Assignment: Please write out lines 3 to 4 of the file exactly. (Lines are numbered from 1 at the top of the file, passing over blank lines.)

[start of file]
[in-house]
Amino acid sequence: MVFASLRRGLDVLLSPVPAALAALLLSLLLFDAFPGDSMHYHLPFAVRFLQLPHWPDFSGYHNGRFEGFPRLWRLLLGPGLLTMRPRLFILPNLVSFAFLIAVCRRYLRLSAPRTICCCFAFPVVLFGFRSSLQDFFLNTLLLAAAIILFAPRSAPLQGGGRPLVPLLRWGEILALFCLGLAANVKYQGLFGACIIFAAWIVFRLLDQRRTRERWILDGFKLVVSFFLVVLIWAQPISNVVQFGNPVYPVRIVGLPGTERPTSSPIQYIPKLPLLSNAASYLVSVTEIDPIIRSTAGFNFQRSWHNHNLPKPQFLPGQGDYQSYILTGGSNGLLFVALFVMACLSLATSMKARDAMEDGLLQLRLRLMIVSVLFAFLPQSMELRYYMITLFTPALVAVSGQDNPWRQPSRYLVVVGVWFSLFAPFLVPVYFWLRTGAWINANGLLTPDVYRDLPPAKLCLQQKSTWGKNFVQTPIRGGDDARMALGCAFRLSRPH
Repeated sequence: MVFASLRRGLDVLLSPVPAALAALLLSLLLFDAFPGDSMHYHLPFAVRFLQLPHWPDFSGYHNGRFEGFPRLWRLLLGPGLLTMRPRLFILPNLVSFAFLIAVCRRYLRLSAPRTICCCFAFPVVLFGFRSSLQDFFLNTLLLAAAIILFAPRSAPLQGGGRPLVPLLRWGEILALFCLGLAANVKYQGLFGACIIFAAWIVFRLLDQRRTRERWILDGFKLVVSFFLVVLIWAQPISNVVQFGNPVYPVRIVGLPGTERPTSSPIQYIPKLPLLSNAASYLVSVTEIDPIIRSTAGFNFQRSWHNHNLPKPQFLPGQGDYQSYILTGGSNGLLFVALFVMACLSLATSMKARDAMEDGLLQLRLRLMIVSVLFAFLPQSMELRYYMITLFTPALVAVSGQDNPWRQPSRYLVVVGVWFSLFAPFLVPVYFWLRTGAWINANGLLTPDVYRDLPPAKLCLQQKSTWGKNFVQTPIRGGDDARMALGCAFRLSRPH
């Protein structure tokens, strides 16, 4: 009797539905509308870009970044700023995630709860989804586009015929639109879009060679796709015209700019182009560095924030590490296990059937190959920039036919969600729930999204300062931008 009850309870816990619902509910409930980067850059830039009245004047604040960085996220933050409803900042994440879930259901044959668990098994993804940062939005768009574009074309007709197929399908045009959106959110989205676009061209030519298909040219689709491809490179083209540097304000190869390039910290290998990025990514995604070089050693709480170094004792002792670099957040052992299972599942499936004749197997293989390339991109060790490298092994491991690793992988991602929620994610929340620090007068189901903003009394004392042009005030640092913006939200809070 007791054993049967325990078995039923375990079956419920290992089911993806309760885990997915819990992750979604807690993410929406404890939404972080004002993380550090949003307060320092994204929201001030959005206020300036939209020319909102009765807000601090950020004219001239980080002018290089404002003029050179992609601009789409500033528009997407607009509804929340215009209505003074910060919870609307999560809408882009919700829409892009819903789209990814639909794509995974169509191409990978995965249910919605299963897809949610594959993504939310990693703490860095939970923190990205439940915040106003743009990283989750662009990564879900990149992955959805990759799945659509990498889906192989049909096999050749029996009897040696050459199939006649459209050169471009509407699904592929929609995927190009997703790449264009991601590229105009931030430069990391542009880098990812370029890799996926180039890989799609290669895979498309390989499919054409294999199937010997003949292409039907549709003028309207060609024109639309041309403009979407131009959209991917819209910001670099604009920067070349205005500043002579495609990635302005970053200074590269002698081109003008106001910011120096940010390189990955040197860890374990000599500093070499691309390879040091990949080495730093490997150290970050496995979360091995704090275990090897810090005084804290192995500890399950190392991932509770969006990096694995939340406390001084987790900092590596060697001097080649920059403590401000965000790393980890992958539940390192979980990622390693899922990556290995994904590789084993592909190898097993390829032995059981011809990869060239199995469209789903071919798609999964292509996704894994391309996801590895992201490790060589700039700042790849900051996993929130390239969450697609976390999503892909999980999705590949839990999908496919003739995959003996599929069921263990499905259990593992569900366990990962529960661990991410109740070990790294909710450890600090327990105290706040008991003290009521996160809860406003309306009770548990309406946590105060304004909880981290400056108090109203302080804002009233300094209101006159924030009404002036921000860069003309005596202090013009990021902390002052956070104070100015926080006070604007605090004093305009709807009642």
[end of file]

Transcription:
Repeated sequence: MVFASLRRGLDVLLSPVPAALAALLLSLLLFDAFPGDSMHYHLPFAVRFLQLPHWPDFSGYHNGRFEGFPRLWRLLLGPGLLTMRPRLFILPNLVSFAFLIAVCRRYLRLSAPRTICCCFAFPVVLFGFRSSLQDFFLNTLLLAAAIILFAPRSAPLQGGGRPLVPLLRWGEILALFCLGLAANVKYQGLFGACIIFAAWIVFRLLDQRRTRERWILDGFKLVVSFFLVVLIWAQPISNVVQFGNPVYPVRIVGLPGTERPTSSPIQYIPKLPLLSNAASYLVSVTEIDPIIRSTAGFNFQRSWHNHNLPKPQFLPGQGDYQSYILTGGSNGLLFVALFVMACLSLATSMKARDAMEDGLLQLRLRLMIVSVLFAFLPQSMELRYYMITLFTPALVAVSGQDNPWRQPSRYLVVVGVWFSLFAPFLVPVYFWLRTGAWINANGLLTPDVYRDLPPAKLCLQQKSTWGKNFVQTPIRGGDDARMALGCAFRLSRPH
């Protein structure tokens, strides 16, 4: 009797539905509308870009970044700023995630709860989804586009015929639109879009060679796709015209700019182009560095924030590490296990059937190959920039036919969600729930999204300062931008 009850309870816990619902509910409930980067850059830039009245004047604040960085996220933050409803900042994440879930259901044959668990098994993804940062939005768009574009074309007709197929399908045009959106959110989205676009061209030519298909040219689709491809490179083209540097304000190869390039910290290998990025990514995604070089050693709480170094004792002792670099957040052992299972599942499936004749197997293989390339991109060790490298092994491991690793992988991602929620994610929340620090007068189901903003009394004392042009005030640092913006939200809070 007791054993049967325990078995039923375990079956419920290992089911993806309760885990997915819990992750979604807690993410929406404890939404972080004002993380550090949003307060320092994204929201001030959005206020300036939209020319909102009765807000601090950020004219001239980080002018290089404002003029050179992609601009789409500033528009997407607009509804929340215009209505003074910060919870609307999560809408882009919700829409892009819903789209990814639909794509995974169509191409990978995965249910919605299963897809949610594959993504939310990693703490860095939970923190990205439940915040106003743009990283989750662009990564879900990149992955959805990759799945659509990498889906192989049909096999050749029996009897040696050459199939006649459209050169471009509407699904592929929609995927190009997703790449264009991601590229105009931030430069990391542009880098990812370029890799996926180039890989799609290669895979498309390989499919054409294999199937010997003949292409039907549709003028309207060609024109639309041309403009979407131009959209991917819209910001670099604009920067070349205005500043002579495609990635302005970053200074590269002698081109003008106001910011120096940010390189990955040197860890374990000599500093070499691309390879040091990949080495730093490997150290970050496995979360091995704090275990090897810090005084804290192995500890399950190392991932509770969006990096694995939340406390001084987790900092590596060697001097080649920059403590401000965000790393980890992958539940390192979980990622390693899922990556290995994904590789084993592909190898097993390829032995059981011809990869060239199995469209789903071919798609999964292509996704894994391309996801590895992201490790060589700039700042790849900051996993929130390239969450697609976390999503892909999980999705590949839990999908496919003739995959003996599929069921263990499905259990593992569900366990990962529960661990991410109740070990790294909710450890600090327990105290706040008991003290009521996160809860406003309306009770548990309406946590105060304004909880981290400056108090109203302080804002009233300094209101006159924030009404002036921000860069003309005596202090013009990021902390002052956070104070100015926080006070604007605090004093305009709807009642």